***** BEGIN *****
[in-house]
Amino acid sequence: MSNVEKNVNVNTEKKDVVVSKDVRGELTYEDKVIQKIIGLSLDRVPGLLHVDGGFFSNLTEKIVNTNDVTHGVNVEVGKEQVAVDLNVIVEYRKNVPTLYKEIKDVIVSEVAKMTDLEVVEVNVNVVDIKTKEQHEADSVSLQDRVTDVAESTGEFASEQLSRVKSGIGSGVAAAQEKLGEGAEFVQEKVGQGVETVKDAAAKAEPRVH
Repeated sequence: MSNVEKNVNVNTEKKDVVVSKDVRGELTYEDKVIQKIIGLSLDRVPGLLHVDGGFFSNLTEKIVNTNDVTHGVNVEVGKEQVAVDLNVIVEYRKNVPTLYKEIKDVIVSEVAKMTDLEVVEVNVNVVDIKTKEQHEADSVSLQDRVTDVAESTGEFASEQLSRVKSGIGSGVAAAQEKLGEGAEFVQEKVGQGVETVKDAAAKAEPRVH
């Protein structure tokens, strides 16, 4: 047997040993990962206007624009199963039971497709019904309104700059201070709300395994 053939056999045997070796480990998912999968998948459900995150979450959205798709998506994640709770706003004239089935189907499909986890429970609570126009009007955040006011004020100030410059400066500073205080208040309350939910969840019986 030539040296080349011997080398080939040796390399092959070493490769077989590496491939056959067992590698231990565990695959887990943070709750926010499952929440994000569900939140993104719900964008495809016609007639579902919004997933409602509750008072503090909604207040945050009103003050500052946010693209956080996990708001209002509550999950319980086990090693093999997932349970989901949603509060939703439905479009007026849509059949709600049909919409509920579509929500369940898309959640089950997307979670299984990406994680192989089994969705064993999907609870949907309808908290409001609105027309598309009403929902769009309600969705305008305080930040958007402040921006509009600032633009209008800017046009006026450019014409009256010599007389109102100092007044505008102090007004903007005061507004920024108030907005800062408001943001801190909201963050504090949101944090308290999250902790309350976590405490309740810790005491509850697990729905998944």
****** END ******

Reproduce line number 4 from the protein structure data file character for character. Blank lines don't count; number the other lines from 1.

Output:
């Protein structure tokens, strides 16, 4: 047997040993990962206007624009199963039971497709019904309104700059201070709300395994 053939056999045997070796480990998912999968998948459900995150979450959205798709998506994640709770706003004239089935189907499909986890429970609570126009009007955040006011004020100030410059400066500073205080208040309350939910969840019986 030539040296080349011997080398080939040796390399092959070493490769077989590496491939056959067992590698231990565990695959887990943070709750926010499952929440994000569900939140993104719900964008495809016609007639579902919004997933409602509750008072503090909604207040945050009103003050500052946010693209956080996990708001209002509550999950319980086990090693093999997932349970989901949603509060939703439905479009007026849509059949709600049909919409509920579509929500369940898309959640089950997307979670299984990406994680192989089994969705064993999907609870949907309808908290409001609105027309598309009403929902769009309600969705305008305080930040958007402040921006509009600032633009209008800017046009006026450019014409009256010599007389109102100092007044505008102090007004903007005061507004920024108030907005800062408001943001801190909201963050504090949101944090308290999250902790309350976590405490309740810790005491509850697990729905998944």